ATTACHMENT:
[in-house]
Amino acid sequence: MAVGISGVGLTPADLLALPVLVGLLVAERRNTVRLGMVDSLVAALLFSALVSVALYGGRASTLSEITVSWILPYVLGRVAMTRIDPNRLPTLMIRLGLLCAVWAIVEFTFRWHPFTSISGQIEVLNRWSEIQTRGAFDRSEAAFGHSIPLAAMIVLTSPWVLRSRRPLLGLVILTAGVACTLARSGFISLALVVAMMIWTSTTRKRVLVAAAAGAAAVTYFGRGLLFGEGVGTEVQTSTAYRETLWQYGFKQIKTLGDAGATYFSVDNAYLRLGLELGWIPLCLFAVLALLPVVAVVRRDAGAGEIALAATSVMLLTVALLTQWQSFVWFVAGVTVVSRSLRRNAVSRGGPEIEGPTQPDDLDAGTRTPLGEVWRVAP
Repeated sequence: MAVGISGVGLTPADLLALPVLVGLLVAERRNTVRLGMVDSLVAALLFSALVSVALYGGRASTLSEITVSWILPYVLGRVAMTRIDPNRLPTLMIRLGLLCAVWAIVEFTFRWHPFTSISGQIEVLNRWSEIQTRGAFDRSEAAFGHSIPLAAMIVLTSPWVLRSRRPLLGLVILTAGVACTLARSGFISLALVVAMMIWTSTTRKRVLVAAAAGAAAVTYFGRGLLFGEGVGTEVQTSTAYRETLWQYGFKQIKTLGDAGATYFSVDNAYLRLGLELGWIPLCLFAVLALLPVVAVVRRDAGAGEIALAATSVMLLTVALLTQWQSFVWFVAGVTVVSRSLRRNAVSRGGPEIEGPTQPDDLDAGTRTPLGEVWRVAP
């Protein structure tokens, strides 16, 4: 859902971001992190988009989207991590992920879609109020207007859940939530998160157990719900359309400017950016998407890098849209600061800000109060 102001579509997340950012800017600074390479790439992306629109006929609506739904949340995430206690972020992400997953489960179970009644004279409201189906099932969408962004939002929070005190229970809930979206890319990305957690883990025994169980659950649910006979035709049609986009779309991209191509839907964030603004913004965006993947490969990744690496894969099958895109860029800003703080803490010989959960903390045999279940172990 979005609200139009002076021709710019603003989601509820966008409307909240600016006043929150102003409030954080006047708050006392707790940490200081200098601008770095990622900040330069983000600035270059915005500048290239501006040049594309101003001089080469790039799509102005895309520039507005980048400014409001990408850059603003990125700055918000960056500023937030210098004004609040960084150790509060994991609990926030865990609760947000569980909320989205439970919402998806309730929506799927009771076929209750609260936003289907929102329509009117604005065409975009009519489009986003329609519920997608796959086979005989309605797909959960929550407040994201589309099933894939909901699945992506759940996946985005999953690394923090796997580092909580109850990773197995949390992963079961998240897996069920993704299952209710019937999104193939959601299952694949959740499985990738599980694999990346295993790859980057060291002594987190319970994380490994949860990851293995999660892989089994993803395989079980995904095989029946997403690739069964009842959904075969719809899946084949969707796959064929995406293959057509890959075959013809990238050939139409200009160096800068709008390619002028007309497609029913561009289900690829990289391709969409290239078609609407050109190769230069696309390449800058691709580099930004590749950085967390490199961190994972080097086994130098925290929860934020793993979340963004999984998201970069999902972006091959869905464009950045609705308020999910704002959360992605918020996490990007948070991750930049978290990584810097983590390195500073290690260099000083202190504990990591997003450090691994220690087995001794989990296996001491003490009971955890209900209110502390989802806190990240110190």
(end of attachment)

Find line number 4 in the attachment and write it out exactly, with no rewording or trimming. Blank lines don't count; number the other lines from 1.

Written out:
């Protein structure tokens, strides 16, 4: 859902971001992190988009989207991590992920879609109020207007859940939530998160157990719900359309400017950016998407890098849209600061800000109060 102001579509997340950012800017600074390479790439992306629109006929609506739904949340995430206690972020992400997953489960179970009644004279409201189906099932969408962004939002929070005190229970809930979206890319990305957690883990025994169980659950649910006979035709049609986009779309991209191509839907964030603004913004965006993947490969990744690496894969099958895109860029800003703080803490010989959960903390045999279940172990 979005609200139009002076021709710019603003989601509820966008409307909240600016006043929150102003409030954080006047708050006392707790940490200081200098601008770095990622900040330069983000600035270059915005500048290239501006040049594309101003001089080469790039799509102005895309520039507005980048400014409001990408850059603003990125700055918000960056500023937030210098004004609040960084150790509060994991609990926030865990609760947000569980909320989205439970919402998806309730929506799927009771076929209750609260936003289907929102329509009117604005065409975009009519489009986003329609519920997608796959086979005989309605797909959960929550407040994201589309099933894939909901699945992506759940996946985005999953690394923090796997580092909580109850990773197995949390992963079961998240897996069920993704299952209710019937999104193939959601299952694949959740499985990738599980694999990346295993790859980057060291002594987190319970994380490994949860990851293995999660892989089994993803395989079980995904095989029946997403690739069964009842959904075969719809899946084949969707796959064929995406293959057509890959075959013809990238050939139409200009160096800068709008390619002028007309497609029913561009289900690829990289391709969409290239078609609407050109190769230069696309390449800058691709580099930004590749950085967390490199961190994972080097086994130098925290929860934020793993979340963004999984998201970069999902972006091959869905464009950045609705308020999910704002959360992605918020996490990007948070991750930049978290990584810097983590390195500073290690260099000083202190504990990591997003450090691994220690087995001794989990296996001491003490009971955890209900209110502390989802806190990240110190």